Both California and federal laws prohibit same-sex sexual harassment 

If you ever thumb through your employee handbook or think back to any orientation you might have received, then you’ll likely be able to identify some of the many behaviors that constitute sexual harassment. 

You may not remember reading or learning how sexual harassment is illegal no matter whether a customer, colleague, vendor or supervisor doles it out. While you may remember discussing someone of the opposite sex harassing you, it’s also unlikely that you heard about someone of the same sex doing so. All of the above-referenced acts are illegal. 

What laws make same-sex harassment unlawful?

The federal law, known as Title VII of the Civil Rights Act of 1964, makes same-sex harassment unlawful. The California Fair Employment and Housing Act is the state-equivalent law that does the same. 

What might same-sex sexual harassment look like?

The Society for Human Resource Management (SHRM) has a report in which they outline the many different undesired sexual advances that may constitute harassment, including:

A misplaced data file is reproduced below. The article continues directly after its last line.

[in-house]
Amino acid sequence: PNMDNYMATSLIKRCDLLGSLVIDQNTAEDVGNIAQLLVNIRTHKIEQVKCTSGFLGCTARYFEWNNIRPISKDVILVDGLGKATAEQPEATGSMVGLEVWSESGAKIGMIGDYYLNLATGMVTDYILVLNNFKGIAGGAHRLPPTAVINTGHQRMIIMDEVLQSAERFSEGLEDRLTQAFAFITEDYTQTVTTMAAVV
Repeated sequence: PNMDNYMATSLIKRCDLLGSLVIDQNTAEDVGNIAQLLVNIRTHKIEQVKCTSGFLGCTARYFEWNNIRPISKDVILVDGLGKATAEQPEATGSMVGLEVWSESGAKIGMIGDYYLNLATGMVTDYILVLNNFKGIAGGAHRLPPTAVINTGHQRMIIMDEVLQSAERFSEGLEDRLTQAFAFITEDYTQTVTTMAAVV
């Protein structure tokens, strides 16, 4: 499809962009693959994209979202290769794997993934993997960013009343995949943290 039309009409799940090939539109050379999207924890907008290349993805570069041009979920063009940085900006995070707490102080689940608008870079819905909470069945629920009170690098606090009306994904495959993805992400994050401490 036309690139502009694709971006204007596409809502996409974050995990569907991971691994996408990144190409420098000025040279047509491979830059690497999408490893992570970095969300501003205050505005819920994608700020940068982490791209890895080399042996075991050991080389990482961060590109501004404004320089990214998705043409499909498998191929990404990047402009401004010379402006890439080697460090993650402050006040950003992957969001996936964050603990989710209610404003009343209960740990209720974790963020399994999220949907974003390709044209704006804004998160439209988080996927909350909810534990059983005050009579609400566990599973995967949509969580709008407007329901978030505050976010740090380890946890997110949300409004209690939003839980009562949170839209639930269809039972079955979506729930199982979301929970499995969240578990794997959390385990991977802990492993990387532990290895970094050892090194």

• Belittling someone
  • Engaging in sexually-oriented conversations
  • Humiliation
  • Embarrassment
  • Horseplay
  • Displaying sexually-oriented gestures

As far as same-sex harassment allegations, the U.S. Equal Employment Opportunity Commission (EEOC) has also previously received reports of:

  • Colleagues asking their peers about their sexual history or bodies
  • Supervisors encouraging their supervisees to wear more revealing clothing to advance their careers or attract additional customers
  • Upper-level management inappropriately making contact with their employees

Many employees don’t realize that it’s unlawful for their same-sex employers to harass them since training doesn’t often discuss this. Some employees notify their employers of the ill-treatment they received once they discover that it’s illegal, yet it often goes unaddressed by their company. Many workers leave their jobs as a result. Others file EEOC claims. 

A work environment where an employer participates in or allows harassment to exist is a potential hostile workplace. It’s unlawful for an employer to allow this type of situation to exist. An attorney can advise you of your rights if your workplace has become toxic and no one seems to be willing to do anything about it.